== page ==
At any rate, I think the role that cavitation will play in the next AC is vastly overstated unless they add more reaching legs.  As I understand the cavitation problem on Oracle, it was due to a rudder (not rudder lifting foil) requiring high too high of a Cl when undergoing maneuvers with a partially submerged rudder. They simply did not have enough submerged area to control the boat without going to high AoA, causing both cavitation and ventilation.  This particular cavitation problem might be solved just by allowing more controls for the rudder lifting foils to keep the actual rudder foil submerged. 



#22 P Flados

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Posted 11 October 2013 - 08:11 PM

The only reasonable solution that I see would be the 4 dagger board foils per boat choice.  

 

One set of super-cavitating daggers that would only be used when the "normal" ones reach their limit.  

 

I am just not sure that this would be such a great idea for AC competition at this point.

 

It would definitely devolve into a "the best foils win" kind of thing where more money would be a huge issue.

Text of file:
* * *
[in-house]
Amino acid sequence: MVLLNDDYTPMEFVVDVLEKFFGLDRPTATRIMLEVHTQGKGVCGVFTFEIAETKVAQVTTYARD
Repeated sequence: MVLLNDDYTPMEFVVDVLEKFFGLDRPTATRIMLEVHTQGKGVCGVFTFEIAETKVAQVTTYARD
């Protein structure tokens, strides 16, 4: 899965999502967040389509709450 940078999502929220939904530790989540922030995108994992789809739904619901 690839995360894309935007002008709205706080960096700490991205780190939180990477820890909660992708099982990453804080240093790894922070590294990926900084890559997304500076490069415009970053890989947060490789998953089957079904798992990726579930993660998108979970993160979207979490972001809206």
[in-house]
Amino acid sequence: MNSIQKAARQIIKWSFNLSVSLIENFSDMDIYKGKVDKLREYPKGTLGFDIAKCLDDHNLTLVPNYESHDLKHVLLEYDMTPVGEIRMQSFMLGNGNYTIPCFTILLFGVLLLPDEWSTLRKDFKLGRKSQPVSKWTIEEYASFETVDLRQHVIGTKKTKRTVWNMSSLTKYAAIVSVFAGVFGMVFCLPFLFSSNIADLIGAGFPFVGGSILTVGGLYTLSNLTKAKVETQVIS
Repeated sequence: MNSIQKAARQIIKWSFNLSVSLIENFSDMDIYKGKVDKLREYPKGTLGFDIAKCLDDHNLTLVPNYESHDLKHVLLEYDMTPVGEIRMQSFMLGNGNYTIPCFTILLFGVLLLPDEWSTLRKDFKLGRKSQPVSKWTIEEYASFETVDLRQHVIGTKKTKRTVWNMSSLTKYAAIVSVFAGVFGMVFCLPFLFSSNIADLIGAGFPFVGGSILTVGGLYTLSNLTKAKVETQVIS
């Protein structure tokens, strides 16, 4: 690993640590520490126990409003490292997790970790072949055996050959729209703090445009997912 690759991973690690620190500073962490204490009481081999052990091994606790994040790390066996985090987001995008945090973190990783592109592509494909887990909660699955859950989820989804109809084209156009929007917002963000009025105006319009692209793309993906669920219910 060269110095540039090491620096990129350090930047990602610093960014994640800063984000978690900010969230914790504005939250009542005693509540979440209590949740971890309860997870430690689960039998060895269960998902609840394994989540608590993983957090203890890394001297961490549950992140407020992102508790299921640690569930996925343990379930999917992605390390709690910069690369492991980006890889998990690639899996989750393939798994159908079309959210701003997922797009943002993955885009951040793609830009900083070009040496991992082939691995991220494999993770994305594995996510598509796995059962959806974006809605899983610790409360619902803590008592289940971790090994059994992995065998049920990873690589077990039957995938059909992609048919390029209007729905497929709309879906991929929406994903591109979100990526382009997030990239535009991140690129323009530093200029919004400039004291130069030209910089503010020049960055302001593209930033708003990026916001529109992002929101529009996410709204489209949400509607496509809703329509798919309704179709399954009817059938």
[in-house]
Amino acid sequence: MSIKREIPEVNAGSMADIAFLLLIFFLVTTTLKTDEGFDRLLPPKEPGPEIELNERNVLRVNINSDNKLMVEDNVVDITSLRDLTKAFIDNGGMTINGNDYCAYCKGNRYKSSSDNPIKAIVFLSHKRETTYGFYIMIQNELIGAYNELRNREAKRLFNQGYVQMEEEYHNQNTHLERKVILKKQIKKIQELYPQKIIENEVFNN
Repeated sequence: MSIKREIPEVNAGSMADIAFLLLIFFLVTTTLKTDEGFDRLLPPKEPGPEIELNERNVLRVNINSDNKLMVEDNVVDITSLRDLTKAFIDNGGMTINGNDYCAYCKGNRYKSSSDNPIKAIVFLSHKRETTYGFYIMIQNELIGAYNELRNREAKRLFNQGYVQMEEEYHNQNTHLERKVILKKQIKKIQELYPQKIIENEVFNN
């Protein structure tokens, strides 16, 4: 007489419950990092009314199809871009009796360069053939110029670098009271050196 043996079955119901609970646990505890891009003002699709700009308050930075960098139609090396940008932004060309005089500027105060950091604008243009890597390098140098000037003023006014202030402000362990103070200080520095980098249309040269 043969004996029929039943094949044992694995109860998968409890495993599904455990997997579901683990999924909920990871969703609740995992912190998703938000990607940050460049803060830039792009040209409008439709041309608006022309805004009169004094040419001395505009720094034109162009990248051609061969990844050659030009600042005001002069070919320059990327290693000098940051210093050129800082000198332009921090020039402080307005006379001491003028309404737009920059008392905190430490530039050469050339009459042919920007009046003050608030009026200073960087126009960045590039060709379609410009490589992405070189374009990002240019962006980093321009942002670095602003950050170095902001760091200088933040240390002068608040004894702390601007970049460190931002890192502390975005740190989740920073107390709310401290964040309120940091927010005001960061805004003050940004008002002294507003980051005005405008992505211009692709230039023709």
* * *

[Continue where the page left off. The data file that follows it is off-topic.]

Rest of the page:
Oh, and yes a British challenge would seem to have a potential head start if they want to lean on Paul & his team. 



#23 Keith

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Posted 11 October 2013 - 10:11 PM

Paging the Hydroptere guys, paging the Hydroptere guys......



#24 floater

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Posted 12 October 2013 - 01:03 AM


 



If we assume no shape changing or multiple foil packages (hey - were trying to save money here!). Then I guess the game remains about what we saw during the final.

Downwind - max velocities similar between boats.

Upwind - it's game on as to which boat can foil the fastest.

Okay to assume we aren't going to be hitting cavitation limits upwind?

 
And if this is the case, it is actually more likely than not that lower-budget teams might be able to compete with the higher budget teams, as all teams will have similar upper speed barriers.  Of course, this assumes that a team does not break through the barrier with some foil innovation . . .
I'm still a bit flummoxed that OR and ETNZ boats so different - yet performance so similar.